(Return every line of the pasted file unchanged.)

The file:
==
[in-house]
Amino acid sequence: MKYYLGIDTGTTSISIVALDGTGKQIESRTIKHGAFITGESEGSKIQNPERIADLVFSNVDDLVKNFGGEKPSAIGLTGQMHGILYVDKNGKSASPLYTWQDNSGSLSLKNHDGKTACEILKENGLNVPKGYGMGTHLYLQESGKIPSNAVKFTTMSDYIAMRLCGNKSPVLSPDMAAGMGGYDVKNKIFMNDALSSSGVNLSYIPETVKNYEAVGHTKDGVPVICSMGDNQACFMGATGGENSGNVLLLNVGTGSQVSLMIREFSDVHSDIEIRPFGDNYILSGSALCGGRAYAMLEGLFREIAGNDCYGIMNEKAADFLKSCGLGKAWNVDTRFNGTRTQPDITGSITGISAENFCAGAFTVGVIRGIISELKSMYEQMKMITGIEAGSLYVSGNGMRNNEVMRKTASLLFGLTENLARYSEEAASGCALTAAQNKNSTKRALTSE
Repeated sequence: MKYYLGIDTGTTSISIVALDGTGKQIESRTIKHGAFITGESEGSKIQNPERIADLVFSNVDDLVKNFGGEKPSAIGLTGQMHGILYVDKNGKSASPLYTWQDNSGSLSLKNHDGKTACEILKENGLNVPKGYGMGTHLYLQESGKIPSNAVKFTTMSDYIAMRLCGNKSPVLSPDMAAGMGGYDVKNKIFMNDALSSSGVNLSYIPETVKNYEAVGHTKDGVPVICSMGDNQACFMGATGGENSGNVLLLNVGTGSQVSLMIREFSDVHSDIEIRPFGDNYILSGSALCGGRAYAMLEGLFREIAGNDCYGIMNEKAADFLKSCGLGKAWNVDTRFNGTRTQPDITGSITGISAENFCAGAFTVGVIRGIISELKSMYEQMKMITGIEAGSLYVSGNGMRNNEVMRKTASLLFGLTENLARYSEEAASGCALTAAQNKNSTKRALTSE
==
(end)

[in-house]
Amino acid sequence: MKYYLGIDTGTTSISIVALDGTGKQIESRTIKHGAFITGESEGSKIQNPERIADLVFSNVDDLVKNFGGEKPSAIGLTGQMHGILYVDKNGKSASPLYTWQDNSGSLSLKNHDGKTACEILKENGLNVPKGYGMGTHLYLQESGKIPSNAVKFTTMSDYIAMRLCGNKSPVLSPDMAAGMGGYDVKNKIFMNDALSSSGVNLSYIPETVKNYEAVGHTKDGVPVICSMGDNQACFMGATGGENSGNVLLLNVGTGSQVSLMIREFSDVHSDIEIRPFGDNYILSGSALCGGRAYAMLEGLFREIAGNDCYGIMNEKAADFLKSCGLGKAWNVDTRFNGTRTQPDITGSITGISAENFCAGAFTVGVIRGIISELKSMYEQMKMITGIEAGSLYVSGNGMRNNEVMRKTASLLFGLTENLARYSEEAASGCALTAAQNKNSTKRALTSE
Repeated sequence: MKYYLGIDTGTTSISIVALDGTGKQIESRTIKHGAFITGESEGSKIQNPERIADLVFSNVDDLVKNFGGEKPSAIGLTGQMHGILYVDKNGKSASPLYTWQDNSGSLSLKNHDGKTACEILKENGLNVPKGYGMGTHLYLQESGKIPSNAVKFTTMSDYIAMRLCGNKSPVLSPDMAAGMGGYDVKNKIFMNDALSSSGVNLSYIPETVKNYEAVGHTKDGVPVICSMGDNQACFMGATGGENSGNVLLLNVGTGSQVSLMIREFSDVHSDIEIRPFGDNYILSGSALCGGRAYAMLEGLFREIAGNDCYGIMNEKAADFLKSCGLGKAWNVDTRFNGTRTQPDITGSITGISAENFCAGAFTVGVIRGIISELKSMYEQMKMITGIEAGSLYVSGNGMRNNEVMRKTASLLFGLTENLARYSEEAASGCALTAAQNKNSTKRALTSE